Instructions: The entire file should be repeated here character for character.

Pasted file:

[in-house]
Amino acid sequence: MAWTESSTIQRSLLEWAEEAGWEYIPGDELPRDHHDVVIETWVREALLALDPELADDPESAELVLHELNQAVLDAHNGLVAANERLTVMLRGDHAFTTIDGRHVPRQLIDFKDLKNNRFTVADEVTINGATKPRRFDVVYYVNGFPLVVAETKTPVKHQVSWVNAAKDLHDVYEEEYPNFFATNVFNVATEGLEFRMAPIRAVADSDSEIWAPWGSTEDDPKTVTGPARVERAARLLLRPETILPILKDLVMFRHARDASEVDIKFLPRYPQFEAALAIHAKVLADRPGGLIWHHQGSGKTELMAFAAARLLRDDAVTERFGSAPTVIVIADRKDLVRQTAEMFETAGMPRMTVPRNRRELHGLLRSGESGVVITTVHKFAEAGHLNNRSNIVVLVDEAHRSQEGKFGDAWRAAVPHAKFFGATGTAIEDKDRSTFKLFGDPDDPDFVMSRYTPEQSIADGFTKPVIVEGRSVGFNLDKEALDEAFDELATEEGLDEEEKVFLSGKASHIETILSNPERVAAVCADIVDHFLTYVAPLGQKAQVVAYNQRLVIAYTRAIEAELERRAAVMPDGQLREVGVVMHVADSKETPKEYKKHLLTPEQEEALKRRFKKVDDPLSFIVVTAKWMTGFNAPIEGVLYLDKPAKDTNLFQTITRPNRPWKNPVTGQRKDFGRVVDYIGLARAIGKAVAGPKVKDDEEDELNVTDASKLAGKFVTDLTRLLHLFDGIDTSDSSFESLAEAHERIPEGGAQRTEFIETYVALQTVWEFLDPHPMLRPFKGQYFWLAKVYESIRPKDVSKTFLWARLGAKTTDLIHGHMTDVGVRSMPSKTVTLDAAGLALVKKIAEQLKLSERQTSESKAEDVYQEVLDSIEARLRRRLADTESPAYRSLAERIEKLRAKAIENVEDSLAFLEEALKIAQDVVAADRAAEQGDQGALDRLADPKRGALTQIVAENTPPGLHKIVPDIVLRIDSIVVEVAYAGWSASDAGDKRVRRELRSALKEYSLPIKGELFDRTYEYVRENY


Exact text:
[in-house]
Amino acid sequence: MAWTESSTIQRSLLEWAEEAGWEYIPGDELPRDHHDVVIETWVREALLALDPELADDPESAELVLHELNQAVLDAHNGLVAANERLTVMLRGDHAFTTIDGRHVPRQLIDFKDLKNNRFTVADEVTINGATKPRRFDVVYYVNGFPLVVAETKTPVKHQVSWVNAAKDLHDVYEEEYPNFFATNVFNVATEGLEFRMAPIRAVADSDSEIWAPWGSTEDDPKTVTGPARVERAARLLLRPETILPILKDLVMFRHARDASEVDIKFLPRYPQFEAALAIHAKVLADRPGGLIWHHQGSGKTELMAFAAARLLRDDAVTERFGSAPTVIVIADRKDLVRQTAEMFETAGMPRMTVPRNRRELHGLLRSGESGVVITTVHKFAEAGHLNNRSNIVVLVDEAHRSQEGKFGDAWRAAVPHAKFFGATGTAIEDKDRSTFKLFGDPDDPDFVMSRYTPEQSIADGFTKPVIVEGRSVGFNLDKEALDEAFDELATEEGLDEEEKVFLSGKASHIETILSNPERVAAVCADIVDHFLTYVAPLGQKAQVVAYNQRLVIAYTRAIEAELERRAAVMPDGQLREVGVVMHVADSKETPKEYKKHLLTPEQEEALKRRFKKVDDPLSFIVVTAKWMTGFNAPIEGVLYLDKPAKDTNLFQTITRPNRPWKNPVTGQRKDFGRVVDYIGLARAIGKAVAGPKVKDDEEDELNVTDASKLAGKFVTDLTRLLHLFDGIDTSDSSFESLAEAHERIPEGGAQRTEFIETYVALQTVWEFLDPHPMLRPFKGQYFWLAKVYESIRPKDVSKTFLWARLGAKTTDLIHGHMTDVGVRSMPSKTVTLDAAGLALVKKIAEQLKLSERQTSESKAEDVYQEVLDSIEARLRRRLADTESPAYRSLAERIEKLRAKAIENVEDSLAFLEEALKIAQDVVAADRAAEQGDQGALDRLADPKRGALTQIVAENTPPGLHKIVPDIVLRIDSIVVEVAYAGWSASDAGDKRVRRELRSALKEYSLPIKGELFDRTYEYVRENY